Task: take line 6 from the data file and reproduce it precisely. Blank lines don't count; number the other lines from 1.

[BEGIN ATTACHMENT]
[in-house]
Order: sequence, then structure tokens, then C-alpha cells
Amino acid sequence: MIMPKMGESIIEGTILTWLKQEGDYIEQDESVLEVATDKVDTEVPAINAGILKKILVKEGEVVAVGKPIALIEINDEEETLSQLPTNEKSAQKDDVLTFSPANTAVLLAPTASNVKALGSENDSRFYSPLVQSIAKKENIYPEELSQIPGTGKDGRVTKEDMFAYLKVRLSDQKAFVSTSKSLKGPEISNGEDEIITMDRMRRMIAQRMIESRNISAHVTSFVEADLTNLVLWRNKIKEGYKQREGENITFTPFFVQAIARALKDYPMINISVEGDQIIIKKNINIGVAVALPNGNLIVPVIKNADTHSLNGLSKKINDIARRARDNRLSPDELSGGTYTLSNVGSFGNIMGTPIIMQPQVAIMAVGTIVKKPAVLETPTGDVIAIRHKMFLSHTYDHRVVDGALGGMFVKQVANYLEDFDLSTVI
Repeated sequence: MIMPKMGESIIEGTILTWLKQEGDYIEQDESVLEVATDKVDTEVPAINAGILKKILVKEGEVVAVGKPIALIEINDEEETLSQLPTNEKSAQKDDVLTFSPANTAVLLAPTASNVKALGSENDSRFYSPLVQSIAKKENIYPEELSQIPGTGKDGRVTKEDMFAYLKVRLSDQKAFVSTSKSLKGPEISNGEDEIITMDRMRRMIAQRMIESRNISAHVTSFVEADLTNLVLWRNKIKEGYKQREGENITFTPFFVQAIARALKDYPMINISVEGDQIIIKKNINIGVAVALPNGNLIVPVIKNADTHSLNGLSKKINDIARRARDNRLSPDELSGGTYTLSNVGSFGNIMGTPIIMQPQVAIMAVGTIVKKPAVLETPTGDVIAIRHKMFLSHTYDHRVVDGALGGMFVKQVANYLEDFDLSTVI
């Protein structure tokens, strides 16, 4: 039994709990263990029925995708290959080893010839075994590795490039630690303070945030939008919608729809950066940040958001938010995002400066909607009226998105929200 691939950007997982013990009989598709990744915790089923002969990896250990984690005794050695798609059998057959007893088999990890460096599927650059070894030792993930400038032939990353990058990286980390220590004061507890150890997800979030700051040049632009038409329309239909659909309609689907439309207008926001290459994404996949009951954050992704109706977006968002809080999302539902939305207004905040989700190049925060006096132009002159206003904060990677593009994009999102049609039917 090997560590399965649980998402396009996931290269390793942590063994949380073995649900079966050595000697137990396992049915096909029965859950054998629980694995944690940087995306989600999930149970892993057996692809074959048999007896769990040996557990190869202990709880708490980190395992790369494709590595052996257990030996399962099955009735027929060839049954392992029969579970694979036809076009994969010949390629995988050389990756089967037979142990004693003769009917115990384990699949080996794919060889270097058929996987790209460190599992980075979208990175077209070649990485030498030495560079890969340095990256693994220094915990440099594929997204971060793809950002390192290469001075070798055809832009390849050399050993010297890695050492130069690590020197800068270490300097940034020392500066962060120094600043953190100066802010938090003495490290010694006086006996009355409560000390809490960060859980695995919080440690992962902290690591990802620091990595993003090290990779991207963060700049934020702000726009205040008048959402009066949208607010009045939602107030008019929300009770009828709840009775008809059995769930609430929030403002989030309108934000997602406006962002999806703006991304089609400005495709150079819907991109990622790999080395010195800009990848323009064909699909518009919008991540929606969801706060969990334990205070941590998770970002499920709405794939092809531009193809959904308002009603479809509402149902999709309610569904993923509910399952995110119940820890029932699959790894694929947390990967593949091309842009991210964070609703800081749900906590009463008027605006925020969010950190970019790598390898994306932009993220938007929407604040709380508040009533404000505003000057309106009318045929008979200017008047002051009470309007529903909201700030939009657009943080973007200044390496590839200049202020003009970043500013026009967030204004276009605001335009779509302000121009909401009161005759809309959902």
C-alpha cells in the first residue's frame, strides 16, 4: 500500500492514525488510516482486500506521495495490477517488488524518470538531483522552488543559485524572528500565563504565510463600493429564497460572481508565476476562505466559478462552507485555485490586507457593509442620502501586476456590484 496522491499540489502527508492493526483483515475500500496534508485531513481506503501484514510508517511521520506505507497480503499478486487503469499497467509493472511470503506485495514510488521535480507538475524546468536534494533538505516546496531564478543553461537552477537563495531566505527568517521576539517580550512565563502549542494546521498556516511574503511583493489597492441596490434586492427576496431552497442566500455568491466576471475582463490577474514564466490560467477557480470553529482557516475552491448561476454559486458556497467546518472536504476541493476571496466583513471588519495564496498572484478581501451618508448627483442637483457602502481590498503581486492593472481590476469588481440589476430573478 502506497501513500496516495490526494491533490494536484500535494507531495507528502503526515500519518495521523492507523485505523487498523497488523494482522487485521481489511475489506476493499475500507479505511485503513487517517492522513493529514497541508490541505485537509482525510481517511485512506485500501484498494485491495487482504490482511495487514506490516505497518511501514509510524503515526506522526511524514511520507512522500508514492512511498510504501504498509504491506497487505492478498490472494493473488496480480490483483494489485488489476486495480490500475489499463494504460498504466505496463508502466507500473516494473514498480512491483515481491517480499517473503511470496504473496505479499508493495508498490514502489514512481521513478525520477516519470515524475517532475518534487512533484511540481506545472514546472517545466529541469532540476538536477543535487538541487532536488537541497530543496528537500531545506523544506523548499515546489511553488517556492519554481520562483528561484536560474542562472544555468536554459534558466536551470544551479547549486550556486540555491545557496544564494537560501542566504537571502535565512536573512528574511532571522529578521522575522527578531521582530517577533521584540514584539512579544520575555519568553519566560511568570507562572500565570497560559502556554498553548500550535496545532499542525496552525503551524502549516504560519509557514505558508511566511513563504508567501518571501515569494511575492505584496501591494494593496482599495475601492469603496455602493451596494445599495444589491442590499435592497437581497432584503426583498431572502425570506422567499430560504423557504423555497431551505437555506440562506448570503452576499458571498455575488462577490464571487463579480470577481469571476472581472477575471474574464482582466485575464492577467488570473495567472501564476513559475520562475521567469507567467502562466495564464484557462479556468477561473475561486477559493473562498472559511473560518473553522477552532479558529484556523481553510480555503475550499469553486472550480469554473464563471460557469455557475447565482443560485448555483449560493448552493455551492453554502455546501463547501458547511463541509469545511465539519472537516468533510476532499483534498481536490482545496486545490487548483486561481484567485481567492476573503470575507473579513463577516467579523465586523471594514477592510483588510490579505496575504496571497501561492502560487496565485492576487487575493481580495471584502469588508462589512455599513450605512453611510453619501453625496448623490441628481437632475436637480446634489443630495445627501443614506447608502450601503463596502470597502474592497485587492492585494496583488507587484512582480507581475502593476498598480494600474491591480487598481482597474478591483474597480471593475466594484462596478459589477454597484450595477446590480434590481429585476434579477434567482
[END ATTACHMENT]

C-alpha cells in the first residue's frame, strides 16, 4: 500500500492514525488510516482486500506521495495490477517488488524518470538531483522552488543559485524572528500565563504565510463600493429564497460572481508565476476562505466559478462552507485555485490586507457593509442620502501586476456590484 496522491499540489502527508492493526483483515475500500496534508485531513481506503501484514510508517511521520506505507497480503499478486487503469499497467509493472511470503506485495514510488521535480507538475524546468536534494533538505516546496531564478543553461537552477537563495531566505527568517521576539517580550512565563502549542494546521498556516511574503511583493489597492441596490434586492427576496431552497442566500455568491466576471475582463490577474514564466490560467477557480470553529482557516475552491448561476454559486458556497467546518472536504476541493476571496466583513471588519495564496498572484478581501451618508448627483442637483457602502481590498503581486492593472481590476469588481440589476430573478 502506497501513500496516495490526494491533490494536484500535494507531495507528502503526515500519518495521523492507523485505523487498523497488523494482522487485521481489511475489506476493499475500507479505511485503513487517517492522513493529514497541508490541505485537509482525510481517511485512506485500501484498494485491495487482504490482511495487514506490516505497518511501514509510524503515526506522526511524514511520507512522500508514492512511498510504501504498509504491506497487505492478498490472494493473488496480480490483483494489485488489476486495480490500475489499463494504460498504466505496463508502466507500473516494473514498480512491483515481491517480499517473503511470496504473496505479499508493495508498490514502489514512481521513478525520477516519470515524475517532475518534487512533484511540481506545472514546472517545466529541469532540476538536477543535487538541487532536488537541497530543496528537500531545506523544506523548499515546489511553488517556492519554481520562483528561484536560474542562472544555468536554459534558466536551470544551479547549486550556486540555491545557496544564494537560501542566504537571502535565512536573512528574511532571522529578521522575522527578531521582530517577533521584540514584539512579544520575555519568553519566560511568570507562572500565570497560559502556554498553548500550535496545532499542525496552525503551524502549516504560519509557514505558508511566511513563504508567501518571501515569494511575492505584496501591494494593496482599495475601492469603496455602493451596494445599495444589491442590499435592497437581497432584503426583498431572502425570506422567499430560504423557504423555497431551505437555506440562506448570503452576499458571498455575488462577490464571487463579480470577481469571476472581472477575471474574464482582466485575464492577467488570473495567472501564476513559475520562475521567469507567467502562466495564464484557462479556468477561473475561486477559493473562498472559511473560518473553522477552532479558529484556523481553510480555503475550499469553486472550480469554473464563471460557469455557475447565482443560485448555483449560493448552493455551492453554502455546501463547501458547511463541509469545511465539519472537516468533510476532499483534498481536490482545496486545490487548483486561481484567485481567492476573503470575507473579513463577516467579523465586523471594514477592510483588510490579505496575504496571497501561492502560487496565485492576487487575493481580495471584502469588508462589512455599513450605512453611510453619501453625496448623490441628481437632475436637480446634489443630495445627501443614506447608502450601503463596502470597502474592497485587492492585494496583488507587484512582480507581475502593476498598480494600474491591480487598481482597474478591483474597480471593475466594484462596478459589477454597484450595477446590480434590481429585476434579477434567482